Treatment of Malignant Hypertension

Adequate therapy, including the choice of the medication and the BP target, changes depending on the specific hypertensive emergency and the affected organ.

It is not recommended to decrease the BP too fast or too much, as ischemic damage can occur in vascular territories that have become habituated with the elevated level of BP. For the majority of hypertensive emergencies, mean arterial pressure (MAP) should be reduced by approximately 10 to 20% within the first hour and by another 5% to 15% over the next 24 hours. This often results in a target BP of less than 180/120 mm Hg for the first hour and less than 160/110 mm Hg for the next 24 hours, but rarely less than 130/80 mm Hg during that time frame.

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Nonpharmacologic Therapy

  • Recommended for all patients, regardless of the reading of the blood pressure.
  • Restrict dietary salt (aim for 1.5 g or less per day). Randomized controlled trials have shown that moderate sodium reduction can result in an average blood pressure reduction of 4.8/2.5 mmHg).
  • Weight loss (every 1 pound of weight loss will result in a reduction of 1 mmHg blood pressure).
  • Start a Dietary Approaches to Stop Hypertension (DASH) diet (rich in fruits, vegetables, whole grains, fish, and low-fat dairy products). A clinical trial has shown that the DASH diet helps to reduce blood pressure by an average of 6/4 mmHg.
  • Increase physical activity. Aerobic and resistance training can reduce blood pressure by an average of 4/3 to 6/3 mmHg, irrespective of body weight.
  • Limit alcohol intake to no more than one alcoholic drink per day for women and two for men.
  • Take a potassium supplement (unless contraindicated in chronic kidney disease patients).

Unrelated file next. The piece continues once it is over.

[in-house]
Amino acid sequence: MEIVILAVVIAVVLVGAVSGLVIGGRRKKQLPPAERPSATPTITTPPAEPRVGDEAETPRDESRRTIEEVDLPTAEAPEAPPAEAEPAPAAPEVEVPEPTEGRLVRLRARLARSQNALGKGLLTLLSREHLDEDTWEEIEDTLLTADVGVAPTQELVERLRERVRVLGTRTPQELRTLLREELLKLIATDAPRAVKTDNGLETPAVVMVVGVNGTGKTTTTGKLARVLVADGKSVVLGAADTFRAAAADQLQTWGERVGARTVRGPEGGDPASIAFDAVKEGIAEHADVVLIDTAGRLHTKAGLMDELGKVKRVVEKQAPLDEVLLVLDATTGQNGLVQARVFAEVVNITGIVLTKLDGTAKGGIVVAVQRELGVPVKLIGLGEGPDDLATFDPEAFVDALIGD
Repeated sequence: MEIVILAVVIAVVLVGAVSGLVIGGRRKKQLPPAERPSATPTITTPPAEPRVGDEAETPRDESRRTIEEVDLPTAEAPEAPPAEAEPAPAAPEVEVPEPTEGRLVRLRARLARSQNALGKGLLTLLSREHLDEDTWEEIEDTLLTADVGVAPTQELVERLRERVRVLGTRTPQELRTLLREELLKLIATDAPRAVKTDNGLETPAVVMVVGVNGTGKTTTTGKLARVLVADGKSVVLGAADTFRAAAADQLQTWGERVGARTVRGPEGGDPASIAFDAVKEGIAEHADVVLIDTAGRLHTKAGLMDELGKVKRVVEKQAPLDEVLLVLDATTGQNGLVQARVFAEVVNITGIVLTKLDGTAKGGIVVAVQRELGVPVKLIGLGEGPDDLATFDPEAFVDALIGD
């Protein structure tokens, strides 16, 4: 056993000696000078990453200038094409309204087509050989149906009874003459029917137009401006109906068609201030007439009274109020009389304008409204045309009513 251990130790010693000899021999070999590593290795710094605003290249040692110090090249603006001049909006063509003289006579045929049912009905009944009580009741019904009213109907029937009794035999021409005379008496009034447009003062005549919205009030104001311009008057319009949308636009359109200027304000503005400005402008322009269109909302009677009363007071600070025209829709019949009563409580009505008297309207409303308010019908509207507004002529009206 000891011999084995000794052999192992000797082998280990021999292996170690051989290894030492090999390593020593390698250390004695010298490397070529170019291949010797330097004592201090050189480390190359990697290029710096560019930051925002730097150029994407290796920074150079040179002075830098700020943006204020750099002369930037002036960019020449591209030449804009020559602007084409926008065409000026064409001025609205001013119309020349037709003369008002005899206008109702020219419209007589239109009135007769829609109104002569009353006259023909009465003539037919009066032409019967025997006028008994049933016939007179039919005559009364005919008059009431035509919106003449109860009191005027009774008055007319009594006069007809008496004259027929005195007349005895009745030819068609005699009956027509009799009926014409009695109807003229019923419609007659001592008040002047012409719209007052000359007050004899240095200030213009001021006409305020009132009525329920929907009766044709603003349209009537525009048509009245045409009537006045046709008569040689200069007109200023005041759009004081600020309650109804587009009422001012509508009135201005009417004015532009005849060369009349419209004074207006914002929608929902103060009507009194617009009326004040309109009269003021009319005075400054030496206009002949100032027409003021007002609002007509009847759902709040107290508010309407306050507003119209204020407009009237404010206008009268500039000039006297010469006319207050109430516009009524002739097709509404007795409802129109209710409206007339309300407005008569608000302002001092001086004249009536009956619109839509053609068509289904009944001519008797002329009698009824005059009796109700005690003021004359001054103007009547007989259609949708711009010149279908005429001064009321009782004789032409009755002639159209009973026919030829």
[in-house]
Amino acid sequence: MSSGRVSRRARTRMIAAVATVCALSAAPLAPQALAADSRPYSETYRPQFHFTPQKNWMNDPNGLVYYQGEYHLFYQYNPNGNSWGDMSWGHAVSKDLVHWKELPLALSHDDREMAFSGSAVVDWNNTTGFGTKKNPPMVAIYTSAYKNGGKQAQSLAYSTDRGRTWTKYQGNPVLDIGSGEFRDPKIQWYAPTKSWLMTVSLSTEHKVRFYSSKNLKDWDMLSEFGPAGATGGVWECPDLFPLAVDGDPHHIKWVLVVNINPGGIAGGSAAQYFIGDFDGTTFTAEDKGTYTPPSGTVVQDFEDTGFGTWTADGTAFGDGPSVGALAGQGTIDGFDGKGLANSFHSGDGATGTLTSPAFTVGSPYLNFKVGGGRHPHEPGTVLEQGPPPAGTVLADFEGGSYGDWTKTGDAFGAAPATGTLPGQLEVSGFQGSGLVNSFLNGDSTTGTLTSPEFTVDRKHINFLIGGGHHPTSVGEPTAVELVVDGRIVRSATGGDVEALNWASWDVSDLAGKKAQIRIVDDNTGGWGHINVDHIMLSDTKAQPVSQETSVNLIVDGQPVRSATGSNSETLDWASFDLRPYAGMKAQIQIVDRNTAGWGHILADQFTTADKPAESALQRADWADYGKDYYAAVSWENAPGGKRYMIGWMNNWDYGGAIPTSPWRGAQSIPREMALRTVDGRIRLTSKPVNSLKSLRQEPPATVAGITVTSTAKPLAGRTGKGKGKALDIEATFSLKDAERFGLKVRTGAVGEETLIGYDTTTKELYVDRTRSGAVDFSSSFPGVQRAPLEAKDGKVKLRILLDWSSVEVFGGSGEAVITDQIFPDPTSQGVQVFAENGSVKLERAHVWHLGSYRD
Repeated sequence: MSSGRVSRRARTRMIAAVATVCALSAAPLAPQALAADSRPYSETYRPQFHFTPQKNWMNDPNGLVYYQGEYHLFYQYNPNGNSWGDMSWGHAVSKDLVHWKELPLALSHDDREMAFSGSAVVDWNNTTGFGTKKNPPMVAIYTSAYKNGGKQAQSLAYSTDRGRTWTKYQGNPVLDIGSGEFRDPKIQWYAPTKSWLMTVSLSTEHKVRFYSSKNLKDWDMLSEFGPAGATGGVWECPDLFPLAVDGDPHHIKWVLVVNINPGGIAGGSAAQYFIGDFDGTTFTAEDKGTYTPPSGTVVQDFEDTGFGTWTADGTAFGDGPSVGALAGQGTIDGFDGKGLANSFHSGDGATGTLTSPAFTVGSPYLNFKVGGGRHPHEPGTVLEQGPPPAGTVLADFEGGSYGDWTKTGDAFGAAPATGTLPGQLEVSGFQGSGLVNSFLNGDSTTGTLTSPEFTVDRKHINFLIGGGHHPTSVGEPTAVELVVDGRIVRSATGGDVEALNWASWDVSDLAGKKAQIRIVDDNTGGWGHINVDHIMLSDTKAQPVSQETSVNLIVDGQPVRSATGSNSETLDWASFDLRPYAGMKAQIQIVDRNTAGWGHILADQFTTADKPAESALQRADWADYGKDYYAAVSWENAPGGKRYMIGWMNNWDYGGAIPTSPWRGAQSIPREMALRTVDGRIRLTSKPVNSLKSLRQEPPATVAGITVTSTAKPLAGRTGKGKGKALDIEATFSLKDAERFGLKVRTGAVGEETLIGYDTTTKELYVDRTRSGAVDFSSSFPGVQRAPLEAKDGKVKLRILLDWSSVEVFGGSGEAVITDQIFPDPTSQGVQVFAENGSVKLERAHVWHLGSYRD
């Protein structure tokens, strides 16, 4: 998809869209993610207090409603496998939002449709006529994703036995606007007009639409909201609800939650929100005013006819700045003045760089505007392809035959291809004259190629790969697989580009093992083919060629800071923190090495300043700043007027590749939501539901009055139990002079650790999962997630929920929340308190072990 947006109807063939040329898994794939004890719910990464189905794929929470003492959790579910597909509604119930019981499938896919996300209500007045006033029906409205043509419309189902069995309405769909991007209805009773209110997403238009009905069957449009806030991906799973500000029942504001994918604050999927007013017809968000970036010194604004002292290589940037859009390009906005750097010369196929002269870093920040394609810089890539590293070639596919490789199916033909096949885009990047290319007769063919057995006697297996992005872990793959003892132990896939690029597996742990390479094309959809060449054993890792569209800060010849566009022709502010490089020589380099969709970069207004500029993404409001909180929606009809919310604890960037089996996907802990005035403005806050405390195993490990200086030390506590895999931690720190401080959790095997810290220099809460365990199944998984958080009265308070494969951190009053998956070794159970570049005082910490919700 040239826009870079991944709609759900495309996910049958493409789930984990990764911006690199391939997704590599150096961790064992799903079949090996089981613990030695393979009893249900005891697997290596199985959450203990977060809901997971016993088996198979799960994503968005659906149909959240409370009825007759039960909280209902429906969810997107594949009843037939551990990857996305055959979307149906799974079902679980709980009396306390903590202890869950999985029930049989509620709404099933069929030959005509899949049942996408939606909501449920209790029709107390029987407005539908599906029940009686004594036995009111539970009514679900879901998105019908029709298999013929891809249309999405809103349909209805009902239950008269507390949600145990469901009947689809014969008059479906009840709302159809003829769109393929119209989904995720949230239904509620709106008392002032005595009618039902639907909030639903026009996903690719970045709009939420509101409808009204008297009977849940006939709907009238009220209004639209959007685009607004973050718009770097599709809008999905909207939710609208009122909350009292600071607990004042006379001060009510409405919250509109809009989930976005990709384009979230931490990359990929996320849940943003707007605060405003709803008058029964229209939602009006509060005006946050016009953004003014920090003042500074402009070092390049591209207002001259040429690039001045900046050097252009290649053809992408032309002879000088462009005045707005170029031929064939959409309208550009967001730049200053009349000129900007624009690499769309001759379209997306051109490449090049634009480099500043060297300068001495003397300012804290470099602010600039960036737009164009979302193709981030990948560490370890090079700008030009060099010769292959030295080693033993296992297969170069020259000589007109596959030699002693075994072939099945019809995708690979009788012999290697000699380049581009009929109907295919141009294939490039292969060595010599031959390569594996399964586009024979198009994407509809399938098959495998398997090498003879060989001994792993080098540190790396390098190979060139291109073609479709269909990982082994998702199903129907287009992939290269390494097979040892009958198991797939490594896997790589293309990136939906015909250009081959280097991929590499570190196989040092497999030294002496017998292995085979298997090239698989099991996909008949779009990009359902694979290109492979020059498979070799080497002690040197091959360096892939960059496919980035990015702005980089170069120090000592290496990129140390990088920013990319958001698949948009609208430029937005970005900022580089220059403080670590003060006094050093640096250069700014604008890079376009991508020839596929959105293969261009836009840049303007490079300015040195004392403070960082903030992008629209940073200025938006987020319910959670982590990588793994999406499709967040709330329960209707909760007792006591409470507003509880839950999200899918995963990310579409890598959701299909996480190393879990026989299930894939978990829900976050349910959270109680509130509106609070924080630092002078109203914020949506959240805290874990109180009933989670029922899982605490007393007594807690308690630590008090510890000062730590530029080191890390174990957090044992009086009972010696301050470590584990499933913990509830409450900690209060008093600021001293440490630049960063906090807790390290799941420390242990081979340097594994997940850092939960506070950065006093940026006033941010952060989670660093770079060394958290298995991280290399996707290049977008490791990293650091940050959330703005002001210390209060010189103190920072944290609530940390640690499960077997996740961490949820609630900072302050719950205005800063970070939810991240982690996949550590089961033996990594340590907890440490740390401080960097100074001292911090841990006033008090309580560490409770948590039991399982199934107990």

• Quit smoking.
  • Use stress management.

Pharmacologic Therapy

Common intravenous (IV) medications and doses used to treat hypertensive emergencies include

  • Nicardipine, initial infusion rate 5 mg per hour, increasing by 2.5 mg per hour every 5 minutes to a maximum of 15 mg per hour
  • Sodium nitroprusside, 0.3 to 0.5 mcg/kg/minute, increase by 0.5 mcg/kg per minute every few minutes as needed to a maximum dose of 10 mcg/kg per minute
  • Labetalol 10 to 20 mg IV followed by bolus doses of 20 to 80 mg at 10-minute intervals until a target blood pressure is reached to a maximum 300-mg cumulative dose
  • Esmolol, initial loading dose 500 mcg/kg/minute over 1 minute, then 50 to 100 mcg/kg/minute to a maximum dose of 300 mcg/kg per minute.

If there is any possibility of over or underestimation of BP using frequent noninvasive cuff measurements or if the end-organ damage is life-threatening, consider arterial catheterization for precise, second-to-second measurements allowing for more careful medication titration.

  • In general, start off with a single-agent oral antihypertensive drug therapy, especially in the elderly because of the risk of orthostatic hypotension.
  • An exception to the above is when the initial SBP is above 160 or blood pressure is > 20/10 mmHg above the goal of blood pressure, which often needs the initiation of two oral antihypertensive agents.
  • The four major classes of oral antihypertensive agents include thiazide-like diuretics (chlorthalidone and indapamide), dihydropyridine calcium channel blockers (CCBs: amlodipine, nifedipine, nitrendipine), angiotensin-converting enzyme inhibitors (ACEi: lisinopril, ramipril), and angiotensin receptor blockers (ARBs: losartan, valsartan).
  • Randomized controlled trials have shown that thiazide-like diuretics and CCBs are the preferred first-line agents in reducing the risk of stroke and other morbidities in patients with isolated systolic hypertension.
  • The dose of the single oral antihypertensive agent should be titrated to the maximum before initiating a second oral antihypertensive agent.
  • In patients who require two oral antihypertensive agents, a combination of thiazide-like diuretic and CCB is the preferred strategy.
  • ACEi or ARB is often used in the patient with compelling indications such as heart failure reduced ejection, post-myocardial infarction, diabetes, or chronic kidney disease.
  • A combination of either ACEi or ARB with CCB or a thiazide-like diuretic can be considered.
  • It is important to note that ACEi should never be used concomitantly with ARB under any circumstances.
  • Patients with secondary causes of hypertension should have their respective diseases addressed concurrently.